Search tips
Search criteria 


Logo of nihpaAbout Author manuscriptsSubmit a manuscriptHHS Public Access; Author Manuscript; Accepted for publication in peer reviewed journal;
Cell Mol Life Sci. Author manuscript; available in PMC 2010 August 13.
Published in final edited form as:
PMCID: PMC2921987

Custom-designed zinc finger nucleases: What is next?


Custom-designed zinc finger nucleases (ZFNs) – proteins designed to cut at specific DNA sequences – combine the non-specific cleavage domain (N) of Fok I restriction endonuclease with zinc finger proteins (ZFPs). Because the recognition specificities of the ZFPs can be easily manipulated experimentally, ZFNs offer a general way to deliver a targeted site-specific double-strand break (DSB) to the genome. They have become powerful tools for enhancing gene targeting – the process of replacing a gene within a genome of cells via homologous recombination (HR) – by several orders of magnitude. ZFN-mediated gene targeting thus confers molecular biologists with the ability to site-specifically and permanently alter not only plant and mammalian genomes but also many other organisms by stimulating HR via a targeted genomic DSB. Site-specific engineering of the plant and mammalian genome in cells so far has been hindered by the low frequency of HR. In ZFN-mediated gene targeting, this is circumvented by using designer ZFNs to cut at the desired chromosomal locus inside the cells. The DNA break is then patched up using the new investigator-provided genetic information and the cells’ own repair machinery. The accuracy and high efficiency of the HR process combined with the ability to design ZFNs that target most DNA sequences (if not all) makes ZFN technology not only a powerful research tool for site-specific manipulation of the plant and mammalian genomes, but also potentially for human therapeutics in the future, in particular for targeted engineering of the human genome of clinically transplantable stem cells.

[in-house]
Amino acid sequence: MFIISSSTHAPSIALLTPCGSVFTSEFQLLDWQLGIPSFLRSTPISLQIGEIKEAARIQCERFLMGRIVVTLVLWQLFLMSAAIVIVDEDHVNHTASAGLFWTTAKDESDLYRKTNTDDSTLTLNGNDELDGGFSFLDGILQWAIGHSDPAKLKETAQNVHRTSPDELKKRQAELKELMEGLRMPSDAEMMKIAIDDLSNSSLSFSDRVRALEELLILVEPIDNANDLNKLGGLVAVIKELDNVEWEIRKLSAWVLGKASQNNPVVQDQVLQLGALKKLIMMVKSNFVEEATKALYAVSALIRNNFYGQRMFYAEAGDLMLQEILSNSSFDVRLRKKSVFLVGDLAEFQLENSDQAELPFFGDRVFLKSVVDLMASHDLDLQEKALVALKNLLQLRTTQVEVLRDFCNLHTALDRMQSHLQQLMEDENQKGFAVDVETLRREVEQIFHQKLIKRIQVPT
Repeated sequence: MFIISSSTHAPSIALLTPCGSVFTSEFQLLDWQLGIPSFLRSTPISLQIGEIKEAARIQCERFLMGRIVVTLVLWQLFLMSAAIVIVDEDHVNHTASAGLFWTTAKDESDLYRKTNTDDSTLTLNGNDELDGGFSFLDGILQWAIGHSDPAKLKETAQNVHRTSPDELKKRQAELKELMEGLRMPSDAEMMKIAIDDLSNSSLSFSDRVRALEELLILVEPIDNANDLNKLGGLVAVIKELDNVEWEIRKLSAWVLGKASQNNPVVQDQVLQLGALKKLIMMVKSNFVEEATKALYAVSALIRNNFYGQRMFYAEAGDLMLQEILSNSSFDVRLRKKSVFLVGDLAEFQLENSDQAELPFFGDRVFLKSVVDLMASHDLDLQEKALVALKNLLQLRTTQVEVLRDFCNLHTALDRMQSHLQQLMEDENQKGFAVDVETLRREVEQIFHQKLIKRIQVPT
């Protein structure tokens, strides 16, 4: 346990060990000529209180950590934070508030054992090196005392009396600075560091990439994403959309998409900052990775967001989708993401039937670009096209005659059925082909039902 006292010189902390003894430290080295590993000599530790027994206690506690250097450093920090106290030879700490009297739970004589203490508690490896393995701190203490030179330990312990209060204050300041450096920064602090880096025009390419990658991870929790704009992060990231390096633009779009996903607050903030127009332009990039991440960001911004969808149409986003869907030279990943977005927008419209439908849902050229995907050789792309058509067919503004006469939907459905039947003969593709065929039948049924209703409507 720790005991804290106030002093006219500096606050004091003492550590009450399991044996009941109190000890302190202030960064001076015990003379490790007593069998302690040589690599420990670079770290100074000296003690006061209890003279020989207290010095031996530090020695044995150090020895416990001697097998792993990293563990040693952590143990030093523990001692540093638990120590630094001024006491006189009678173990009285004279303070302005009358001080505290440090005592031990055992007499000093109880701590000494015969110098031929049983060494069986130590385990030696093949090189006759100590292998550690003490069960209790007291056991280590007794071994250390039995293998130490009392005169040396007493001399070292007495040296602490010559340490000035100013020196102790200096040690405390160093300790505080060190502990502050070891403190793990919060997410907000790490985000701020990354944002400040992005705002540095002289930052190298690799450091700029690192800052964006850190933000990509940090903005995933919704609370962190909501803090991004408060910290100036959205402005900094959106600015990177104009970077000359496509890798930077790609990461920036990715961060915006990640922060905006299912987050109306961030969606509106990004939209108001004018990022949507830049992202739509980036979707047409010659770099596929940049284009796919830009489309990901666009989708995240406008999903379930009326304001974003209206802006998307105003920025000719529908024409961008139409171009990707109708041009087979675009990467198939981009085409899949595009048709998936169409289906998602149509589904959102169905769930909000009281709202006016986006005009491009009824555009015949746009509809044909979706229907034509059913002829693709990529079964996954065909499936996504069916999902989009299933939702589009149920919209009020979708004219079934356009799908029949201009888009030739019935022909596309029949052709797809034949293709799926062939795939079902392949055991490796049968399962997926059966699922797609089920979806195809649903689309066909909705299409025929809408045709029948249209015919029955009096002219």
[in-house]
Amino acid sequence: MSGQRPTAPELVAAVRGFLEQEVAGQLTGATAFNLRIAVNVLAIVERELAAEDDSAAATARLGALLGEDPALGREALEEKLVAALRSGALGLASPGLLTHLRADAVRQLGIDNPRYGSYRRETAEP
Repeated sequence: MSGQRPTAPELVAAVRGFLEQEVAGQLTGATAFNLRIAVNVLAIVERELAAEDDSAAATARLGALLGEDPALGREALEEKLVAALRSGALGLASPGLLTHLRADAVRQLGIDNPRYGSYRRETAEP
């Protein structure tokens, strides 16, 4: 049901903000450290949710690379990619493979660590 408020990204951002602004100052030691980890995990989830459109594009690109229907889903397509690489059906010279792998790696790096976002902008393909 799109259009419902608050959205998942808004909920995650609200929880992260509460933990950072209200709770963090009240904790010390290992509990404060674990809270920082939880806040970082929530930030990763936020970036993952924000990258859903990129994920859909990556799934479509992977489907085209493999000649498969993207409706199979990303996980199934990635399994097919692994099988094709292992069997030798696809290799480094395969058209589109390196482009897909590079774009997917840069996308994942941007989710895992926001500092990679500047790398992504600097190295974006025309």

Keywords: Zinc finger nucleases, gene targeting, genome engineering, site-specific modification, targeted mutagenesis, gene correction, homologous recombination, non-homologous end-joining


A robust and reproducible means of specifically correcting faulty bases (or introducing targeted mutations) in genes has been a long-sought goal for genetic medicine. Current methods to manipulate the plant and mammalian genomes have two limitations: (1) the very low rate of homologous recombination (HR) at the targeted site; and (2) the relatively high rate of random, non-targeted integration elsewhere in the genome by non-homologous end joining (NHEJ). In these cells, the former, HR, occurs at a very low rate compared to the latter, NHEJ (Fig. 1). For most mammalian cells, targeted recombinants via HR are overshadowed by nearly 1000-fold higher random, non-targeted integrants (NHEJ) [13]. Cells use the universal process of HR to maintain their genomic integrity, particularly in the repair of a double-strand break (DSB), which otherwise would be lethal. Repair of a DSB in a damaged chromosome by HR is a highly accurate form of repair which uses the homologous DNA from the undamaged chromosomal partner as a template. Gene targeting – the process of modifying a gene by HR – uses an extrachromosomal fragment of donor template DNA and invokes the cell’s HR machinery for sequence exchange [1]. Gene targeting is not a very efficient process in plant and mammalian cells; only ~1 in 106 cells provided with excess template sequences undergo the desired gene modification. However, when a targeted genomic DSB is introduced in cells, it induces HR at that local site to repair the DSB in a larger fraction of the cells compared with spontaneous HR [2, 4]. Thus, generation of specific, desired genomic DSB is the rate-limiting step in homology-directed repair (HR) technology for gene modification.

Figure 1
Schematic representation of two of several possible mechanisms for a DSB repair (HR and NHEJ) in mammalian cells. The DSB (double-strand break) may arise spontaneously such as by damage from reactive oxygen species during normal metabolism, induced randomly ...

Fortunately, techniques have been developed to enable routine use of HR for gene modification in mouse embryonic stem cells (MESCs). However, in many other cell types, successful modification of a gene is still not achievable or is a tour de force. Several approaches, including combined positive-negative selection, are used to enrich the ratio of targeted recombinants to random integrants. Positive-negative selection works well especially in MESCs [1], but does not work well in many other plant and mammalian cell lines, including primary human stem-progenitor cells (HSPCs), and human embryonic stem cells (HESCs), mainly due to difficulties in rigorously cloning these cell types [5]. Therefore, rare targeted recombinants must be selected by long-term clonal culture, which is not feasible using primary human HSPCs because the in vivo engrafting potential of HPSCs is quickly lost during ex vivo culture. Clonal selection is very difficult in HESCs, mainly because HESCs do not grow effectively from single cells [6].

Zinc finger nucleases